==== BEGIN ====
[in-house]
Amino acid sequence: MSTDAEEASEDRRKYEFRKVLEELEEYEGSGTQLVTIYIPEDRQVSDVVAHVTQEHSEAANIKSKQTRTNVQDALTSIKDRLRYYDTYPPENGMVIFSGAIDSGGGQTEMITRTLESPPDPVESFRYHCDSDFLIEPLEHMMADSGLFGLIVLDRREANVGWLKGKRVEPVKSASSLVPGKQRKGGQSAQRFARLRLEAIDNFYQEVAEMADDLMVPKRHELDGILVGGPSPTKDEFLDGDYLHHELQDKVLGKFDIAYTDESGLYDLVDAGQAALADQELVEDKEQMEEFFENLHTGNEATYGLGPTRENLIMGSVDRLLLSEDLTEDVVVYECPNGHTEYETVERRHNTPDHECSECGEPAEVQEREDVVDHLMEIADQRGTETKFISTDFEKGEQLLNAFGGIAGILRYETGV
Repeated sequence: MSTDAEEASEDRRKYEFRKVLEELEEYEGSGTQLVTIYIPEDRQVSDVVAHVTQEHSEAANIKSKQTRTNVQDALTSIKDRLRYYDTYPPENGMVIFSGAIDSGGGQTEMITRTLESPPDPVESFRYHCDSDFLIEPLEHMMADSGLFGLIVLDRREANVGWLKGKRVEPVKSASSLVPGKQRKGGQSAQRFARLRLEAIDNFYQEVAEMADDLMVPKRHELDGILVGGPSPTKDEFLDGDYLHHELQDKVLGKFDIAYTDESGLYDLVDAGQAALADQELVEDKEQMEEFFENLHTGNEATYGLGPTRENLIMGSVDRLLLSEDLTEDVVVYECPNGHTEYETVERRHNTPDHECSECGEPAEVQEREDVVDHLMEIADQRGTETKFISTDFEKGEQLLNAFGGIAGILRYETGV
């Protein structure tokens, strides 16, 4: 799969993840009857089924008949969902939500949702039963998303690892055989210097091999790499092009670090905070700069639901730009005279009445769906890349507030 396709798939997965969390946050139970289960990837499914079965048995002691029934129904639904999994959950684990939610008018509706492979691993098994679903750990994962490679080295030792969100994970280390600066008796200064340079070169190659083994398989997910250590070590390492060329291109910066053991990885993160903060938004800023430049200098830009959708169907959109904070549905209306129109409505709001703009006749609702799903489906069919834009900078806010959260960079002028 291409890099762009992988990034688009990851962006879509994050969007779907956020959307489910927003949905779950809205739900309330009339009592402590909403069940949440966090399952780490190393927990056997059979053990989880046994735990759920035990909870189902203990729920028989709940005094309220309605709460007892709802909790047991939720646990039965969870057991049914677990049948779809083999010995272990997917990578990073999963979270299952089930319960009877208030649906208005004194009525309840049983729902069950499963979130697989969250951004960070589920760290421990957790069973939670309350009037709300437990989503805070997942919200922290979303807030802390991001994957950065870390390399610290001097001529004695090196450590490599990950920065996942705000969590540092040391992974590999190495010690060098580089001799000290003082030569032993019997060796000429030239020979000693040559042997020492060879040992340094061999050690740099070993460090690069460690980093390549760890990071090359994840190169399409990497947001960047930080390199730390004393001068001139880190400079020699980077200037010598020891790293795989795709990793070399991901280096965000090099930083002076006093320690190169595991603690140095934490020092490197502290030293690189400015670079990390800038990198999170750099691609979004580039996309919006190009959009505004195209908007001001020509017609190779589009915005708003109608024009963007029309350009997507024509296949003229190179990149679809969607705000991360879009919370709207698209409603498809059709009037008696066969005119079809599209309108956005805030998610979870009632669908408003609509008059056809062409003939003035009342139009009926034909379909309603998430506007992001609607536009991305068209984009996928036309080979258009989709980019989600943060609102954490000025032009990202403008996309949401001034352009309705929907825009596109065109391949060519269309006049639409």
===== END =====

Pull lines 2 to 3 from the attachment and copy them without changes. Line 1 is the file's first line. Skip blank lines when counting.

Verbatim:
Amino acid sequence: MSTDAEEASEDRRKYEFRKVLEELEEYEGSGTQLVTIYIPEDRQVSDVVAHVTQEHSEAANIKSKQTRTNVQDALTSIKDRLRYYDTYPPENGMVIFSGAIDSGGGQTEMITRTLESPPDPVESFRYHCDSDFLIEPLEHMMADSGLFGLIVLDRREANVGWLKGKRVEPVKSASSLVPGKQRKGGQSAQRFARLRLEAIDNFYQEVAEMADDLMVPKRHELDGILVGGPSPTKDEFLDGDYLHHELQDKVLGKFDIAYTDESGLYDLVDAGQAALADQELVEDKEQMEEFFENLHTGNEATYGLGPTRENLIMGSVDRLLLSEDLTEDVVVYECPNGHTEYETVERRHNTPDHECSECGEPAEVQEREDVVDHLMEIADQRGTETKFISTDFEKGEQLLNAFGGIAGILRYETGV
Repeated sequence: MSTDAEEASEDRRKYEFRKVLEELEEYEGSGTQLVTIYIPEDRQVSDVVAHVTQEHSEAANIKSKQTRTNVQDALTSIKDRLRYYDTYPPENGMVIFSGAIDSGGGQTEMITRTLESPPDPVESFRYHCDSDFLIEPLEHMMADSGLFGLIVLDRREANVGWLKGKRVEPVKSASSLVPGKQRKGGQSAQRFARLRLEAIDNFYQEVAEMADDLMVPKRHELDGILVGGPSPTKDEFLDGDYLHHELQDKVLGKFDIAYTDESGLYDLVDAGQAALADQELVEDKEQMEEFFENLHTGNEATYGLGPTRENLIMGSVDRLLLSEDLTEDVVVYECPNGHTEYETVERRHNTPDHECSECGEPAEVQEREDVVDHLMEIADQRGTETKFISTDFEKGEQLLNAFGGIAGILRYETGV